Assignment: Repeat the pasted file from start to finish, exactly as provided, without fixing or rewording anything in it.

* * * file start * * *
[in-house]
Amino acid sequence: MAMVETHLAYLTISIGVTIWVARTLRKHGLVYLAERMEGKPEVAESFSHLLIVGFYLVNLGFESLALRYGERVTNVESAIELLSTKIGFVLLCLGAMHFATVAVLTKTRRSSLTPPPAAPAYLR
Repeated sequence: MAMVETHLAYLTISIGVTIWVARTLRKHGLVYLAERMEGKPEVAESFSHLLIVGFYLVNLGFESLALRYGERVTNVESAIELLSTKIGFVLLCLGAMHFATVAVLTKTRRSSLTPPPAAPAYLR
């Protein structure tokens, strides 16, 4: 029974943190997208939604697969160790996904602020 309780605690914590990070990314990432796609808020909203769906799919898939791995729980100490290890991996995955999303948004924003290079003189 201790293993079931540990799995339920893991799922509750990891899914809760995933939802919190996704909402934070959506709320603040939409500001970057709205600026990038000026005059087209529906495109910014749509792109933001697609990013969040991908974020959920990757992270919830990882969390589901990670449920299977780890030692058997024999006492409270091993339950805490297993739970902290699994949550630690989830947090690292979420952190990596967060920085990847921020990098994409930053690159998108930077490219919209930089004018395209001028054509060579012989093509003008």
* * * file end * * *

[in-house]
Amino acid sequence: MAMVETHLAYLTISIGVTIWVARTLRKHGLVYLAERMEGKPEVAESFSHLLIVGFYLVNLGFESLALRYGERVTNVESAIELLSTKIGFVLLCLGAMHFATVAVLTKTRRSSLTPPPAAPAYLR
Repeated sequence: MAMVETHLAYLTISIGVTIWVARTLRKHGLVYLAERMEGKPEVAESFSHLLIVGFYLVNLGFESLALRYGERVTNVESAIELLSTKIGFVLLCLGAMHFATVAVLTKTRRSSLTPPPAAPAYLR
């Protein structure tokens, strides 16, 4: 029974943190997208939604697969160790996904602020 309780605690914590990070990314990432796609808020909203769906799919898939791995729980100490290890991996995955999303948004924003290079003189 201790293993079931540990799995339920893991799922509750990891899914809760995933939802919190996704909402934070959506709320603040939409500001970057709205600026990038000026005059087209529906495109910014749509792109933001697609990013969040991908974020959920990757992270919830990882969390589901990670449920299977780890030692058997024999006492409270091993339950805490297993739970902290699994949550630690989830947090690292979420952190990596967060920085990847921020990098994409930053690159998108930077490219919209930089004018395209001028054509060579012989093509003008």